Bibles ARE allowed in schools. Just because a kid might feel embarrassed to bring a bible to school is not proof of any claim that the kid is prohibited from doing so. Peer pressure and prohibition are not the same things. Kids can have bibles in school. Kids can talk about religion in school as it may relate to history or literature. If such a discussion goes off on a tangent, I can see how a teacher would want to bring the discussion back onto topic. I can see how a teacher or other students might feel uncomfortable about talking about it. But that doesn’t make it against the rules.

Additionally, I hold that attributing the increased incarceration rate to lack of bible reading is not wholly truthful. Consider the role institutionalized racism has played in increasing the incarceration rate in this country. I believe that racism is the most influential factor in our increased prison population. According to the Bureau of Justice Statistics‘ report “Prisoners in 2010,” Black men are imprisoned at 7 times the rate of white, non-Hispanic men. Black women are imprisoned at 3 times the rate for white, non-Hispanic women. Racism stymied education. Racism motivated the War on Drugs, which is singularly responsible for the imprisonment of nearly 20 percent of today’s prison population. Racism drives people to the streets and to crime to earn a living.

Racism is built into our social and government institutions. Urban centers with majority Black populations tend to have poorer schools, higher teacher-to-student ratios, higher teen pregnancy rates, and higher dropout rates. If one cannot get a job because because he or she lacks the necessary education, what does one do? Many people take the easy way out: sell drugs, become a prostitute, go on welfare, join a gang (all of which are arguable harder than taking the high road in the end). Sure, some people can and do turn to a church. But the church doesn’t have jobs for everyone. And joining a church won’t magically earn one a diploma.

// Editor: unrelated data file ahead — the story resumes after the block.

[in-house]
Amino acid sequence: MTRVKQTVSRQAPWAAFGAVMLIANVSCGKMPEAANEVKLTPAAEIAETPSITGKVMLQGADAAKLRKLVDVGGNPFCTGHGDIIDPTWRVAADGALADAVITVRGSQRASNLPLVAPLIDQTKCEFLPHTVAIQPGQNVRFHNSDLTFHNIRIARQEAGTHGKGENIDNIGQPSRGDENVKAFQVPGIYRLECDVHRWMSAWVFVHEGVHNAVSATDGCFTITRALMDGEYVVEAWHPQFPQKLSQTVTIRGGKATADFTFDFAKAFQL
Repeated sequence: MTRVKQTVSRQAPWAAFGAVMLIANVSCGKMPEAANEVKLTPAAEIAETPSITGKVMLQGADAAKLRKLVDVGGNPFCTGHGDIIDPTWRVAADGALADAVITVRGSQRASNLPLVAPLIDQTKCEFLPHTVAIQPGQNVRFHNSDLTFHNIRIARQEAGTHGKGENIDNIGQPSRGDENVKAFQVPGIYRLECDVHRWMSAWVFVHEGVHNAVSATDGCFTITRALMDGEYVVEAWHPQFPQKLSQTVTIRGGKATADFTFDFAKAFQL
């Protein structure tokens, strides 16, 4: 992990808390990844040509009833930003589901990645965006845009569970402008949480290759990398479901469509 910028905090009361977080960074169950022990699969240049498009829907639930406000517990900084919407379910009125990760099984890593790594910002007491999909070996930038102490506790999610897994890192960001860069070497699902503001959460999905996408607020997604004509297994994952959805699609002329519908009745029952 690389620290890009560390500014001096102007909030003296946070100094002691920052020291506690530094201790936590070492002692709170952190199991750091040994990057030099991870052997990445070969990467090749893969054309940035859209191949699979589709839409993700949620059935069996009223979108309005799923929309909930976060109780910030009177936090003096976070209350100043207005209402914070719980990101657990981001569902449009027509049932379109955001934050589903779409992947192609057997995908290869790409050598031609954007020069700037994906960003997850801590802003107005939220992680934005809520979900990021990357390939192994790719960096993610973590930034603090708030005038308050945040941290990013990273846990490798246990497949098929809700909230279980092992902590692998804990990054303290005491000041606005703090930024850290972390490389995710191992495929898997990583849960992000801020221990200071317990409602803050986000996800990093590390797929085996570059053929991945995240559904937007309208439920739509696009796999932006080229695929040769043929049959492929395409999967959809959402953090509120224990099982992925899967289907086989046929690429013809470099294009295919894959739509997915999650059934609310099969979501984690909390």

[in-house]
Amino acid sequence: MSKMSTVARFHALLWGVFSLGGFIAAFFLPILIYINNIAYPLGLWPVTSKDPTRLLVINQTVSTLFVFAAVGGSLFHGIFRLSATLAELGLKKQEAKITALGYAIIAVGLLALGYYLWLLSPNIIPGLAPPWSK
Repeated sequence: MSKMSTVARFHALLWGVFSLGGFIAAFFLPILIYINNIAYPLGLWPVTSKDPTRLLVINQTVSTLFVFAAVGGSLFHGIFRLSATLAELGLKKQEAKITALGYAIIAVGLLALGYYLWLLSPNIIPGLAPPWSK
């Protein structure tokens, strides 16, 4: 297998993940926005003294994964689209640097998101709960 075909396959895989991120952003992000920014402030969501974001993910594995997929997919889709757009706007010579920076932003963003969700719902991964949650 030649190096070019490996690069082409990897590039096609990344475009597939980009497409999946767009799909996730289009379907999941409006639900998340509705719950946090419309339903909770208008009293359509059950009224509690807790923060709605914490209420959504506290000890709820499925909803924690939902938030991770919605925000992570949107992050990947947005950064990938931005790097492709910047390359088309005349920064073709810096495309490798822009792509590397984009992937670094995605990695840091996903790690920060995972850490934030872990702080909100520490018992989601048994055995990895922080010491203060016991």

Injecting religion into schools serves only to violate the rights of those – like me – who choose not to observe any religion as well as those who observe a different religion. The solution to every problem may seem simple when ones solution to everything is more religion. But religion doesn’t make racism go away. (Heck, religion even motivates bigotry in some cases.) And the fact that a simple claim of religious piety does not elicit the blind respect of yesteryear does not prove that our society needs to dump the First Amendment.

Personally, I’ve got no problem discussing the role religion played in shaping our society. But I draw the line at using lies to support giving religion a higher priority in public schools.

no bible meme

Dealing With Death

Common knowledge predisposes us to the ups and downs of human existence. The mere coincidence that we live puts each being on this Earth at the mercy of forces beyond control. One day you may be working and playing, minding your business. And the next? The earth could shift and destroy your home. A storm could sweep away everything you cherish. A wrong turn could end your lucky streak. In a day, an hour, an instant, your mood, your health, your well being, and even your life could change.
I think one of the most difficult experiences a person can feel is knowing death is imminent. I do not speak of the inevitable death we all will share. I certainly do not spend my days thinking about my own demise. (Though I spend much of it attempting to prolong my life.) I mean watching a friend die slowly. When you know the end of your days together is too close, when every word, every nod, every touch brings back the horrible memory that this friend’s body is failing him for the final time, the sadness can overtake you.
It can be so hard to put on the happy face. You can try not to think about it. Other people may try to cheer you up. You might over-compensate, forcefully constructing new memories between you at the end. But spending the extra time cannot slow down or stop the ascent of nothingness – the end of consciousness.